Templeton Rye Whiskey & an Epic Road Trip

It could have been a typical Saturday in Kansas City. A couple errands, maybe get the yard mowed, take a nap, cook a good dinner and watch some tube.

But no.

A couple months ago, the Deliberate Obfuscator made reservations for four to tour the Templeton Rye distillery. We’ve toured scores of breweries, dozens of wineries, but only one other distillery in our thirty three and a half years of shared adventures, and it seemed like a good choice for a road trip. We talked Ancillary Adams into driving, his charming Ancillary Spouse into navigating, and Priceline tossed 2 rooms in West Des Moines into the deal.

A side note on Des Moines. Des Moines is awesome. They have a fantastic German bar that makes you think you are in Munich, a great British bar that reminds me of my semester in Bath, and a reportedly great Belgian bar that I wasn’t able to visit because of great visits to Munich and Bath. The downtown is vibrant, and there are fun restaurants in the suburbs.

But work delayed my departure, so we left KC too late to visit the night life of Des Moines. Instead, we visited the Toot Toot Family Restaurant on the way, and lucked into a live performance of Steve and Lyndell Fuller of the Dixie Union Band. Great music, plus all-you-can-eat T-bone steaks, the best buffet fried chicken I’ve ever had, green beans like you dream about, fried everything (shrimp, clams, corn fritters, hush puppies, etc.) salad bar, and on and on for $12.99. The trip was off to a memorable, if unhealthy, start.

But onto Templeton, Iowa in the morning. The tour starts at 10 (or at least it would have if they had not waited for Ancillary Adams to finish reading in the bathroom) and lasts for around 45 minutes. You get to watch a great video (visit the Templeton Youtube channel for several great videos), see the equipment, and hear some stories from one of the founders, Keith Kerkhoff. Here’s a hint – if you’re taking the tour, ask questions, and get Keith off track. He does a perfectly acceptable canned speech, but he’s delightful when he launches into anecdotes about the people and history of the place. You’ll learn more, and he’ll have more fun, and you want to be around Keith Kerkhoff when he’s having fun – he’s just one of those guys.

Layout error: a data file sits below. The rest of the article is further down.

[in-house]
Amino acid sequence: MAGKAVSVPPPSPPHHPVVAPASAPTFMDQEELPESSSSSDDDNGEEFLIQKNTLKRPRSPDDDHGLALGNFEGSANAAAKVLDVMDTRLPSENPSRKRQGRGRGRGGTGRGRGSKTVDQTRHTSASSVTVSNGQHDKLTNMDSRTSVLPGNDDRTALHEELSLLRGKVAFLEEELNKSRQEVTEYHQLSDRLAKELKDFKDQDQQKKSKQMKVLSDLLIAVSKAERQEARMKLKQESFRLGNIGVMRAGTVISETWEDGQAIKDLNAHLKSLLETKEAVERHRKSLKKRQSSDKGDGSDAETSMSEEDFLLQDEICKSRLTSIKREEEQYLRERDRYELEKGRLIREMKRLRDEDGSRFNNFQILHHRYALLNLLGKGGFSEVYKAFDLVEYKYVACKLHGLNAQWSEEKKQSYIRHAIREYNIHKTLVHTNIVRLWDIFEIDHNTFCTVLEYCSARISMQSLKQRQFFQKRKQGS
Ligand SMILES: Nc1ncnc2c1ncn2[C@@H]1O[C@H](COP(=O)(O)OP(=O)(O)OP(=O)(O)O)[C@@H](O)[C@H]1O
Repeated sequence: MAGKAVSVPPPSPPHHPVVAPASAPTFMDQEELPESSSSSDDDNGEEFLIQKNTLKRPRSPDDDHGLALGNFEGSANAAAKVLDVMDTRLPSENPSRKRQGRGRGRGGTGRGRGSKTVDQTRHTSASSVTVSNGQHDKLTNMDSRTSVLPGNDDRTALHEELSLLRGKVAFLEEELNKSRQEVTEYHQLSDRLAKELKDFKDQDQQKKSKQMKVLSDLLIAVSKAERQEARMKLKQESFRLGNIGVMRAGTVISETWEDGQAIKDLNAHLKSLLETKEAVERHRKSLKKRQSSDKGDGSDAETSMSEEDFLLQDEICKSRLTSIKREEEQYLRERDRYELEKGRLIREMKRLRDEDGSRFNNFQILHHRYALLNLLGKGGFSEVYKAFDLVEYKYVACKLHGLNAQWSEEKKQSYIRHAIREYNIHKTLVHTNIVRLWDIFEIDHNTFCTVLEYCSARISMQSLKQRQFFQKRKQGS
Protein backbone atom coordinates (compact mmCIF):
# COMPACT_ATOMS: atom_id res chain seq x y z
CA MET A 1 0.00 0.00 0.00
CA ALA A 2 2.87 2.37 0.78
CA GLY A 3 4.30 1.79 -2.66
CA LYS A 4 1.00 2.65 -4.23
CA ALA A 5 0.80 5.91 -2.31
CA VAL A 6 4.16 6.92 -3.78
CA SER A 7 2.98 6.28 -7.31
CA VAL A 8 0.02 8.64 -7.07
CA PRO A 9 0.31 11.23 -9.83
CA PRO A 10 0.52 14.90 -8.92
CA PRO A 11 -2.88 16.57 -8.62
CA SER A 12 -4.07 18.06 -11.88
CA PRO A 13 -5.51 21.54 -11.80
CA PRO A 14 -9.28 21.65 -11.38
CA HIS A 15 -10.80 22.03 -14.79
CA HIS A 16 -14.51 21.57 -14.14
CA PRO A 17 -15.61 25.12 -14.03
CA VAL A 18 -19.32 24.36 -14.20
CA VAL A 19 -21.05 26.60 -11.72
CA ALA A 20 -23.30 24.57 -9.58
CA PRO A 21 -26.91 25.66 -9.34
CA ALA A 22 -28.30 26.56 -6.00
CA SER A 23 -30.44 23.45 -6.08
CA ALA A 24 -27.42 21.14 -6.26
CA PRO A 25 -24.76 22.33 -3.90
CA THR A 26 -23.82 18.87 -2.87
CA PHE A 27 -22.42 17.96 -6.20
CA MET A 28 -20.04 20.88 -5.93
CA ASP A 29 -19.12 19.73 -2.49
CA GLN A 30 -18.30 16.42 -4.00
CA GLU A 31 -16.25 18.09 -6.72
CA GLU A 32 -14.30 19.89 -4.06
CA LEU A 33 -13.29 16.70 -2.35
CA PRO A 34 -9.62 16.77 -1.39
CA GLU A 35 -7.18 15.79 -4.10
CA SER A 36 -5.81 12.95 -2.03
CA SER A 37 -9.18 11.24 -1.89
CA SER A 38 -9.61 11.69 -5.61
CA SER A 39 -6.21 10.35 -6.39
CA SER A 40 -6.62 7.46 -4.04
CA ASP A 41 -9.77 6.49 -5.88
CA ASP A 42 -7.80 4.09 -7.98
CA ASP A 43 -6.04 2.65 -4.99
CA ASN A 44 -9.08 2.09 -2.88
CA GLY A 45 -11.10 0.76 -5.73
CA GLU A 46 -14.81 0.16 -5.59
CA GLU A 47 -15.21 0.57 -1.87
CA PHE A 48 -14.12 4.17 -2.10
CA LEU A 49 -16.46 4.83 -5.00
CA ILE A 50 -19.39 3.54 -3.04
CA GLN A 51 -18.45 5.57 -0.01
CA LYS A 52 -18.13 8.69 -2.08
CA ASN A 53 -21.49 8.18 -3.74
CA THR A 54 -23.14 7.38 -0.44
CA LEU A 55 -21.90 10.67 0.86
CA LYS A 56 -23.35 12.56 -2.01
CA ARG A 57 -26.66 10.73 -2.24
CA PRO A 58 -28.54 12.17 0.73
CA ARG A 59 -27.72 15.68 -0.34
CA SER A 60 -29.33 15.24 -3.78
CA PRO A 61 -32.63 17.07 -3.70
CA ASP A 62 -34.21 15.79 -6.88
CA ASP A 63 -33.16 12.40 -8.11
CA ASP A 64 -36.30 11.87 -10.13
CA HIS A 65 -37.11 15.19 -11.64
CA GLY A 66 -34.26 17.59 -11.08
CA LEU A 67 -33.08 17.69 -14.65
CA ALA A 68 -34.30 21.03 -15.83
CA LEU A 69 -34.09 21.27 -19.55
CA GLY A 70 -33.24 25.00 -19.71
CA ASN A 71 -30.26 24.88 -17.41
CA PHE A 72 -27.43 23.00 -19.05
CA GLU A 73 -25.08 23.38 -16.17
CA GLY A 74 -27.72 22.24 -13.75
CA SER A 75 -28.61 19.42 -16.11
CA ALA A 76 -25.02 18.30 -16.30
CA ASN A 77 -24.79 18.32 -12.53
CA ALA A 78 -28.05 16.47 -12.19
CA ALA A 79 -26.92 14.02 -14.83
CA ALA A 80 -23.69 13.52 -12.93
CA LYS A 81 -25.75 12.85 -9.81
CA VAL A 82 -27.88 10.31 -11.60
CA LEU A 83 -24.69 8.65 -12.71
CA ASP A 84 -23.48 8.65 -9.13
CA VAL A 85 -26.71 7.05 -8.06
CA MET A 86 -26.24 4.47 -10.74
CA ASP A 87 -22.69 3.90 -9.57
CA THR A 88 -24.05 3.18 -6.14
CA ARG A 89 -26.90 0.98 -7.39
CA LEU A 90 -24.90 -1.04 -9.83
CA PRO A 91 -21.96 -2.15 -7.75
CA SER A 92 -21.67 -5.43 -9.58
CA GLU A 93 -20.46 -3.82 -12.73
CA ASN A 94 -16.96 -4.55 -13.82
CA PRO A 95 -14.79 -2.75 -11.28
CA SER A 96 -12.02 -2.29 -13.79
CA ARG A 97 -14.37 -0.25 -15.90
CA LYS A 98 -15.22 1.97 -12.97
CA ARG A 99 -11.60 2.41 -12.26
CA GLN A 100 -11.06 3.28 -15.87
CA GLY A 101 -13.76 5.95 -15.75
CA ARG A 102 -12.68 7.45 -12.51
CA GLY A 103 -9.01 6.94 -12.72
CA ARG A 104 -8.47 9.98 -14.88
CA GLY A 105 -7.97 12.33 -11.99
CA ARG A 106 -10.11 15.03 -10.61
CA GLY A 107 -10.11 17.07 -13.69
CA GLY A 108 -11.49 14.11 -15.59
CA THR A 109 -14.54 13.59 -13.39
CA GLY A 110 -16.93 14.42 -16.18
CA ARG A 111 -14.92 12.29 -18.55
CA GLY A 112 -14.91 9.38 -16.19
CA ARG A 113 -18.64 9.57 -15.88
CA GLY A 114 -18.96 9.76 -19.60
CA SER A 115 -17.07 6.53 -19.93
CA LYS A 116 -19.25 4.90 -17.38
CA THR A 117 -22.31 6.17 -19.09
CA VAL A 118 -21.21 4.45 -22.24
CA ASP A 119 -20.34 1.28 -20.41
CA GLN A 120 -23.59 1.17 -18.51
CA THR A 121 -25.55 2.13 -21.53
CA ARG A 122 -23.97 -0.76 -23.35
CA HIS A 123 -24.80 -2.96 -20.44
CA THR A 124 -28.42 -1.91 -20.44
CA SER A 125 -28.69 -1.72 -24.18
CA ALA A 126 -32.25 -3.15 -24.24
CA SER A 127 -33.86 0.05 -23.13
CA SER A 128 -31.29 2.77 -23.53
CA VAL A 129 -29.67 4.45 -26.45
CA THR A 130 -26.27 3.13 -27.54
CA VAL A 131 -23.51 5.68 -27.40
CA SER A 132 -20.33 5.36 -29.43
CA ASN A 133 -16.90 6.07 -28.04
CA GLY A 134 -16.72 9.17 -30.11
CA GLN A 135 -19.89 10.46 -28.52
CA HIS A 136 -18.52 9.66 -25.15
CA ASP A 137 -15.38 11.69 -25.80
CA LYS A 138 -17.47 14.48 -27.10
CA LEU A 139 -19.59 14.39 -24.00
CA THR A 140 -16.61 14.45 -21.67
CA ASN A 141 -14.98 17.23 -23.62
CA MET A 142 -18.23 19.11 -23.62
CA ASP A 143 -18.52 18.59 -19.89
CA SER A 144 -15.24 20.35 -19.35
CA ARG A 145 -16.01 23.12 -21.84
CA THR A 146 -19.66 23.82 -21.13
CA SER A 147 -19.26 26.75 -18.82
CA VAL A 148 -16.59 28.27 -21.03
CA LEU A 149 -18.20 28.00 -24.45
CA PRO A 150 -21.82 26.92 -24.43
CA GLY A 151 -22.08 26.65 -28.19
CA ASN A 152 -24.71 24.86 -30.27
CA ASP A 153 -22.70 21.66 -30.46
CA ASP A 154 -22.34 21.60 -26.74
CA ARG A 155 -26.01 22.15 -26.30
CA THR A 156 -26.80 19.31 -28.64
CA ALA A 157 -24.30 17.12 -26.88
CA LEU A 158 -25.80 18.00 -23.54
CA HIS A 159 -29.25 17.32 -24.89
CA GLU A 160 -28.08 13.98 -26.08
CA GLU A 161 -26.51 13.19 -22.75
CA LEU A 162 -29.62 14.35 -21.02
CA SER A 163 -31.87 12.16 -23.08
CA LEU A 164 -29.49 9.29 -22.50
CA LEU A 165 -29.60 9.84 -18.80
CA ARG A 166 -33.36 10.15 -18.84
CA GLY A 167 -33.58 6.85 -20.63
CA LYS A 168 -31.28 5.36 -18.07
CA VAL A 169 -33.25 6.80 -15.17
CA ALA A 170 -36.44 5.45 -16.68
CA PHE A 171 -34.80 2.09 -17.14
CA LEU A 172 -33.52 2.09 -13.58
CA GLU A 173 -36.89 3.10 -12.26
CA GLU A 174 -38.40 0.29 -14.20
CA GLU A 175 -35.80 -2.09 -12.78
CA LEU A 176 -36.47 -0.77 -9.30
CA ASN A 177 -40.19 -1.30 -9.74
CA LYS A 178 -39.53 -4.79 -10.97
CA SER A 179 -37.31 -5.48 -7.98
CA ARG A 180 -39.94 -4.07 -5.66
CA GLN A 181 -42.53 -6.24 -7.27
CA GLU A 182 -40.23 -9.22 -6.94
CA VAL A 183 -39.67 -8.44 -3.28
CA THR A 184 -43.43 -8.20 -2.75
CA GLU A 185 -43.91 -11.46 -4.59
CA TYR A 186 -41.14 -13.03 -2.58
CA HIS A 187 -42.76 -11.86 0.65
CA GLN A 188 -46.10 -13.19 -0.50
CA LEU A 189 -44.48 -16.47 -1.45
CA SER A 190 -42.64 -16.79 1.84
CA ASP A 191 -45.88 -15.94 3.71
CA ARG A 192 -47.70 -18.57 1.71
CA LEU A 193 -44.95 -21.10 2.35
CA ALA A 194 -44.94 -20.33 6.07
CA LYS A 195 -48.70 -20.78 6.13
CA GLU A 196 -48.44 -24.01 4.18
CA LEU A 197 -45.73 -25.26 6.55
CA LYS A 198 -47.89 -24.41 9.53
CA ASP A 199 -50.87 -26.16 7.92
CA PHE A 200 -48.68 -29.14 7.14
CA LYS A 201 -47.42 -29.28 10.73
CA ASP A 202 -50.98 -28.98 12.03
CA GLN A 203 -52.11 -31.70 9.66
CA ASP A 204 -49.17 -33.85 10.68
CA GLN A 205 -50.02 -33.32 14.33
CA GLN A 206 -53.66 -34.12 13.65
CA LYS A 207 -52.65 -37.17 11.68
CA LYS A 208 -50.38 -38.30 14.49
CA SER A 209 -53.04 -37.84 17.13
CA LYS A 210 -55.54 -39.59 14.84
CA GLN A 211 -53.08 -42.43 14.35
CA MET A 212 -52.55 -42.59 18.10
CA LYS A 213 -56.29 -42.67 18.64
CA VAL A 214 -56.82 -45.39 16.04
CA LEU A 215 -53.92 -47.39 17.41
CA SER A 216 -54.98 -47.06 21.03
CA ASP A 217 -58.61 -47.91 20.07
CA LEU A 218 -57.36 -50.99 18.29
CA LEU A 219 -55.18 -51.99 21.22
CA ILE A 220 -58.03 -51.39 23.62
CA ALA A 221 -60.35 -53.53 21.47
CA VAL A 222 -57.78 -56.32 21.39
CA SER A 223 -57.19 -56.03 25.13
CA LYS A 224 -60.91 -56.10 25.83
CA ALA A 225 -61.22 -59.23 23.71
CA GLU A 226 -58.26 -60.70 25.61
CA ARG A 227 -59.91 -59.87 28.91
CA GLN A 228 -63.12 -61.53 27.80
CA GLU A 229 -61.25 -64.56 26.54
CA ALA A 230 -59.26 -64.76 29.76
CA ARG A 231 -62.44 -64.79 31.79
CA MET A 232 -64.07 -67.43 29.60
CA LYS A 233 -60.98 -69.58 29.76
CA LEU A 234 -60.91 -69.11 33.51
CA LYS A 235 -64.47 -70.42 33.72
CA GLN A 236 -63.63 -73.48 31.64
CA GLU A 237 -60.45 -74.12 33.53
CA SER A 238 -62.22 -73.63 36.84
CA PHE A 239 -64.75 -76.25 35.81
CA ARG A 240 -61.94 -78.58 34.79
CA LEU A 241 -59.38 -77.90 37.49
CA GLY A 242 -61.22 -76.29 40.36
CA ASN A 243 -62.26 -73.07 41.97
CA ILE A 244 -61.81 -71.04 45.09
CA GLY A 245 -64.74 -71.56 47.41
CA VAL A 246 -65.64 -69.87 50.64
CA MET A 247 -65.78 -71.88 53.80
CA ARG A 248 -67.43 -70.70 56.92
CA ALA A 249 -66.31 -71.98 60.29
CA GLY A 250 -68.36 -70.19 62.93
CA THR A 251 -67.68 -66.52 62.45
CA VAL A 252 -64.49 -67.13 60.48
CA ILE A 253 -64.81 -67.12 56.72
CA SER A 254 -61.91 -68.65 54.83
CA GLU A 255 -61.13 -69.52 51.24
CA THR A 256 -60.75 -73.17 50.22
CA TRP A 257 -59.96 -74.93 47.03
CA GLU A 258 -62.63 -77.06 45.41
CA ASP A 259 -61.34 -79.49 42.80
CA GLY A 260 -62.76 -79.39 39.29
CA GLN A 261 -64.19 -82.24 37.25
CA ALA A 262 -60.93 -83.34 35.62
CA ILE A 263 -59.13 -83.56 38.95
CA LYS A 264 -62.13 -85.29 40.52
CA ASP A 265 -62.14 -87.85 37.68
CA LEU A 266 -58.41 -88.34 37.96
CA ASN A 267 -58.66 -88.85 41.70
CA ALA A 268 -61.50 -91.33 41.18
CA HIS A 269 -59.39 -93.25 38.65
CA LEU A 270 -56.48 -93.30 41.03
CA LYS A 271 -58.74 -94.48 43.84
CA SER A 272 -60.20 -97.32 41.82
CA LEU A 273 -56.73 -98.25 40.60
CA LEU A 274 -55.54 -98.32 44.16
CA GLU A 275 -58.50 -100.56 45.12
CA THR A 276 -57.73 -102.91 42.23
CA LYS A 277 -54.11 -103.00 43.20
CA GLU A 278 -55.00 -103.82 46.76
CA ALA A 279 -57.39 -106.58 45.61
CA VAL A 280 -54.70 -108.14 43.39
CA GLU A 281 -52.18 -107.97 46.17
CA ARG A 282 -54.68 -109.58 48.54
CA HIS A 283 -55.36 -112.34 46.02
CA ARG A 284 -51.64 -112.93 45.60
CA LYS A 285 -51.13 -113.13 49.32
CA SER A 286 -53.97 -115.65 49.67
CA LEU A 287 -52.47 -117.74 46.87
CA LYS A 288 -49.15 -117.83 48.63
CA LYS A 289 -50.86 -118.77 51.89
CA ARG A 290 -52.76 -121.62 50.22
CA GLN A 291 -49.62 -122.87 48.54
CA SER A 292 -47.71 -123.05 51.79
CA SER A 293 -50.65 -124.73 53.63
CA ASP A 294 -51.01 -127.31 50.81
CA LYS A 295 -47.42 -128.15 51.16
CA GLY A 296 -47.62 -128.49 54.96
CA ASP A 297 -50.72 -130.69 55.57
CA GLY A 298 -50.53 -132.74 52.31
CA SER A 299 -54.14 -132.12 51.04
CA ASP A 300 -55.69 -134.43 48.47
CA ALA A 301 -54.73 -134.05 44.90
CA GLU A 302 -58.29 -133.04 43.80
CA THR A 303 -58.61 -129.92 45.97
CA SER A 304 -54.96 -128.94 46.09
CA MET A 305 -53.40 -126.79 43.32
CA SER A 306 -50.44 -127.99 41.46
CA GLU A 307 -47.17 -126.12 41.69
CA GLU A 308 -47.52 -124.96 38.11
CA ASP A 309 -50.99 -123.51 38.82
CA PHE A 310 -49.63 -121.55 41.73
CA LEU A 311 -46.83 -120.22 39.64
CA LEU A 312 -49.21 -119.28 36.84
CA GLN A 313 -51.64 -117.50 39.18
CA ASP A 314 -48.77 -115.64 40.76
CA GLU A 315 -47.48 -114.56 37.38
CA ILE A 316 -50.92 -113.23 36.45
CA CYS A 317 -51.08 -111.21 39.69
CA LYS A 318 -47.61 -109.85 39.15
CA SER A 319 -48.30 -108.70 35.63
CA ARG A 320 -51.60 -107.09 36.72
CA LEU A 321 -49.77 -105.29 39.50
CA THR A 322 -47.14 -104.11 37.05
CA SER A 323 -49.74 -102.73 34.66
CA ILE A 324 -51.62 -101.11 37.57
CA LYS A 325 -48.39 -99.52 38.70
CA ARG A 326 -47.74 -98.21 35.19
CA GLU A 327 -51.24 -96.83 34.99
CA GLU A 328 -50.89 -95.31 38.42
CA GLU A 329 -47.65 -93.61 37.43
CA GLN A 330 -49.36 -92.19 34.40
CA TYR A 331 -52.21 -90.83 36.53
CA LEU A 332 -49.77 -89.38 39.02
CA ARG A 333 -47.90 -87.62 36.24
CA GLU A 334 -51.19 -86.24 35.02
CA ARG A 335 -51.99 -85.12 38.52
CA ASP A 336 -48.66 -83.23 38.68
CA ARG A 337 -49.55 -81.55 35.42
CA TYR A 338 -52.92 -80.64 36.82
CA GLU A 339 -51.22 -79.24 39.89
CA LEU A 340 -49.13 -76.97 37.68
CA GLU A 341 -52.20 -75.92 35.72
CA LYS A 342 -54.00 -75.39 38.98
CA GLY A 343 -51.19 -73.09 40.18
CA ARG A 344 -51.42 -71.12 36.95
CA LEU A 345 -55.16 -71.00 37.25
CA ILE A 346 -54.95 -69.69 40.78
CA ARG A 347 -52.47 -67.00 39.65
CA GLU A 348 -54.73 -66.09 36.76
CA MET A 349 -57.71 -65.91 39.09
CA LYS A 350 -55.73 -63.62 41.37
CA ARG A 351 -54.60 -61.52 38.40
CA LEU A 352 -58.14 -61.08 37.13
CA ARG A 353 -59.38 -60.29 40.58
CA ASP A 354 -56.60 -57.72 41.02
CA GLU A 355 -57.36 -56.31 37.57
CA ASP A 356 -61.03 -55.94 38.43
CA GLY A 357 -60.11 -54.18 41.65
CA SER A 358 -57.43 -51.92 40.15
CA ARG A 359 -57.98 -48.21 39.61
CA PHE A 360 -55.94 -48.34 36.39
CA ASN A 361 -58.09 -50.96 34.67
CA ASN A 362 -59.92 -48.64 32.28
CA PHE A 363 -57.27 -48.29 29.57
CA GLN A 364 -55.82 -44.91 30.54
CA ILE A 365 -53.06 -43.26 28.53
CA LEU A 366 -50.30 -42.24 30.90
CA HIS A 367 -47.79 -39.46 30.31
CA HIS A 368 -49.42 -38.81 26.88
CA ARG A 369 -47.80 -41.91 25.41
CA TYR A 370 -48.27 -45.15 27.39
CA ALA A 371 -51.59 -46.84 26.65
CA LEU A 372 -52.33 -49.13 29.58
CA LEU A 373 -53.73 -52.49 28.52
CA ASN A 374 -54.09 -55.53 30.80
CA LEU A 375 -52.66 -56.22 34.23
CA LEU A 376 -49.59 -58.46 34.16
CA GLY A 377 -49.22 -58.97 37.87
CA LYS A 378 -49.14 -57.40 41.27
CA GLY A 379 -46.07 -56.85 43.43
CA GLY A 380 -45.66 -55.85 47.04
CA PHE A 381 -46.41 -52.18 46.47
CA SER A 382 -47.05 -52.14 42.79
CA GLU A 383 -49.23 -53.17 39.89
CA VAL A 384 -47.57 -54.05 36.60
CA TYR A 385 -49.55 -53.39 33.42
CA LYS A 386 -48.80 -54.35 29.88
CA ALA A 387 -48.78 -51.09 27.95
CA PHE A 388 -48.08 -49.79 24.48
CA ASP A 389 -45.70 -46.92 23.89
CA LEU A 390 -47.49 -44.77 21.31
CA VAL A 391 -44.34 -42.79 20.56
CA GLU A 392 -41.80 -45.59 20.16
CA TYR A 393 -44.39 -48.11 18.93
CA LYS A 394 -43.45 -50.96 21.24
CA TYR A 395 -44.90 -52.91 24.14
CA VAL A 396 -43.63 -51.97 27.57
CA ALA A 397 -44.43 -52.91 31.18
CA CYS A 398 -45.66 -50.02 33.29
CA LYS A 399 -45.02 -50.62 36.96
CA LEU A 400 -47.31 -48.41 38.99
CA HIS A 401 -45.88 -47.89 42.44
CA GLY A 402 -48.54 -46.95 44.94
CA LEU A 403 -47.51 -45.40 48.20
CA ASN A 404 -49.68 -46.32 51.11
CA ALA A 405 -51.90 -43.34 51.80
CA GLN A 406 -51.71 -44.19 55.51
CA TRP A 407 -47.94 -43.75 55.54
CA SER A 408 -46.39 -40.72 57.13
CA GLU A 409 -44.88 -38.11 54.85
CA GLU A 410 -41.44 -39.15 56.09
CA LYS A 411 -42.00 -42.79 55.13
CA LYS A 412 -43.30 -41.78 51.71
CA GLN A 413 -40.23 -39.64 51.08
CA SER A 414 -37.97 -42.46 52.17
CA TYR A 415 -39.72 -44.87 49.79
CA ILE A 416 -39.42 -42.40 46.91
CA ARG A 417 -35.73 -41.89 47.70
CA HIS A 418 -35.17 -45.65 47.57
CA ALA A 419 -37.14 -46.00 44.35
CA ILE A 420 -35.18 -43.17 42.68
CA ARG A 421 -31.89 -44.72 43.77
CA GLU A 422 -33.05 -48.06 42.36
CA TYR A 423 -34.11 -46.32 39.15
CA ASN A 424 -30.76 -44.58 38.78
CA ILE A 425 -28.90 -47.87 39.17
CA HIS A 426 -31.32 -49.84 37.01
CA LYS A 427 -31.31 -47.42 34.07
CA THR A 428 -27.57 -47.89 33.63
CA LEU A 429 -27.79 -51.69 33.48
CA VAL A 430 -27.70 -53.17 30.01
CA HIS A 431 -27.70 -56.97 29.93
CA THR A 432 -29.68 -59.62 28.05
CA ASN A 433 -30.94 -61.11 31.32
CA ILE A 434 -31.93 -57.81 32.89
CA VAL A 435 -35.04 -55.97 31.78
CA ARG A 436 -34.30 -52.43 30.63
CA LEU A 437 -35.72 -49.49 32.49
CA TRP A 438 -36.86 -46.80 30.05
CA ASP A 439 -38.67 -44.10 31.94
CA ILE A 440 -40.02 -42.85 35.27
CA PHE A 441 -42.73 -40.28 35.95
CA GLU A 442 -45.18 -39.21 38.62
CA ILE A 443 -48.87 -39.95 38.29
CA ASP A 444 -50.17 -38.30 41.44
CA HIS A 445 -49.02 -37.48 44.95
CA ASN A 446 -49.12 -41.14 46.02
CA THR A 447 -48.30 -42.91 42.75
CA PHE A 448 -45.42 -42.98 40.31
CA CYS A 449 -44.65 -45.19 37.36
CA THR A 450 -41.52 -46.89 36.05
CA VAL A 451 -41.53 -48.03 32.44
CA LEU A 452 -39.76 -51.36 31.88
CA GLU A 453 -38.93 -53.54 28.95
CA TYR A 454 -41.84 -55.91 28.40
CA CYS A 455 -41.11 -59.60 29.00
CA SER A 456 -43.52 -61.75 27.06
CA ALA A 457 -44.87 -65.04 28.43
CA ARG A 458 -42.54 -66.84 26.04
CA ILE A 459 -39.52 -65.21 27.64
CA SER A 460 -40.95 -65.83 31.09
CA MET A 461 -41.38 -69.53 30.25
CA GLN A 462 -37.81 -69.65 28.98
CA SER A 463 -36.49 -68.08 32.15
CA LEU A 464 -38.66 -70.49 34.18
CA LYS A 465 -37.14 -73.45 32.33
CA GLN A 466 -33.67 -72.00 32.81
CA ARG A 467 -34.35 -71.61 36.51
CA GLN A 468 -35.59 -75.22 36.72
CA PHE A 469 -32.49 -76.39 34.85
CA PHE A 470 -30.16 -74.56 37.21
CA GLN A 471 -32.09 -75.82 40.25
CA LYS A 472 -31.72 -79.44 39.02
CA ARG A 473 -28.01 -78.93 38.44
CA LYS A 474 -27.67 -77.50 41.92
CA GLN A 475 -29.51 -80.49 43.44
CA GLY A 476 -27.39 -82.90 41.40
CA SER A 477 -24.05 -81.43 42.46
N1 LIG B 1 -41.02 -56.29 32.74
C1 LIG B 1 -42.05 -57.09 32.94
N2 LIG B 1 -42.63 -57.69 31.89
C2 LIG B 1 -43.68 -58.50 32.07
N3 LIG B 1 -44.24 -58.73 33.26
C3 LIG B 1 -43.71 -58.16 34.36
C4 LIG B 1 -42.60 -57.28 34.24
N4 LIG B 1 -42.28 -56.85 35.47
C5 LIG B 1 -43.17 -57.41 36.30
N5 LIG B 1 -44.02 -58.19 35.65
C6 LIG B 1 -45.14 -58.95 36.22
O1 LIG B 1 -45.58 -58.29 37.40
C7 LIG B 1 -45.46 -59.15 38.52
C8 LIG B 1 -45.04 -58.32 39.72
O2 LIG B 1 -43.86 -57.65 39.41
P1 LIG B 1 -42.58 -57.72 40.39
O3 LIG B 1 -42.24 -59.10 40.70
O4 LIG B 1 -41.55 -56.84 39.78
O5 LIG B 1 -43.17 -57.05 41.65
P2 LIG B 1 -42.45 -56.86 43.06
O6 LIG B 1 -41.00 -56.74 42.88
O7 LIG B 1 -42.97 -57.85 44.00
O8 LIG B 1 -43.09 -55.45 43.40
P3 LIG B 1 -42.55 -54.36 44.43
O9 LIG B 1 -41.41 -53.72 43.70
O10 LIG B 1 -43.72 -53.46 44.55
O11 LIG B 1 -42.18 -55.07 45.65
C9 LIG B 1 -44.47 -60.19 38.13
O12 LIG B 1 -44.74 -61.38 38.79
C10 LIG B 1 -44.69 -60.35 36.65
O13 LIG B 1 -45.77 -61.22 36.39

So the tour was fine, and we bought our share of t-shirts and caps. We got a tiny sample of the AMAZING whiskey. The whiskey was flavorful and spicy – truly great stuff.

(They don’t sell the whiskey at the distillery, but, fortunately, a local guy showed up and sold us a bottle out of his trunk for a fair price. Bring cash, though – we weren’t able to buy as much as we would have liked because we lacked currency.)

That should have been it. We were going to hop in the car, swing through Des Moines and have a lunch, and head for home. It would have been a perfectly delightful trip had it gone that way.

But the Deliberate Obfuscator decided it would be neat to get the bottles autographed by Keith and the others who make this great whiskey, and that’s where things got a little nuts. A young couple from the tour was seated at the bar, and the sample glasses were getting refilled. And the conversation was flowing. And jokes were being told. A party was beginning. Boulevard Beer showed up, as did Bud Light. Uncut corn whiskey appeared. Upstream Brewing came out in the form of several unmarked bottles, and I got to try several beers from Great River Brewery, and they were the Best Beers I’ve ever tasted from a can (and that includes the wonderful efforts from Oskar Blues). Firearms were included. Promises of homemade grenadine were made. Heaven help us, a party was raging.

Soon, we needed food – the tour had started at 10, the samples had started flowing at 11, and it was early afternoon. And bowling seemed like a good idea, too. So off it was to Manning, Iowa’s L&M Bowl, which is rumored to be among the best in the region for generating 300 games. I had a Gutter Buster Burger, which was not quite a Dead Texan, but hit the spot and filled it. I didn’t bowl a 300 game, but I would have totaled 300 if I had managed a 98 in a hypothetical third game.

Thanks to Ancillary Adams’ generous willingness to sharply limit his enjoyment of great whiskey and beer, we finally left the party in the late afternoon, and rambled back toward home on the dirt road detours of southwestern Iowa, and dinner came in the form of a shockingly enjoyable, nostalgia-filled Pizza Hut in Shenandoah, Iowa. Many, many hours later, and countless rounds of Celebrity Name Game later, we made it home.

It could have been a typical Saturday in Kansas City. A couple errands, maybe get the yard mowed, take a nap, cook a good dinner and watch some tube.

2 Responses to “Templeton Rye Whiskey & an Epic Road Trip”

  1. les says:

    So, recovered?

  2. [...] Why Facebook can be such a good thing – Several months ago, we went to Templeton, Iowa to tour the Templeton Rye distillery. With our friends, we drove up Friday night and then got to the distillery at for the 10:00 tour on [...]

Leave a Reply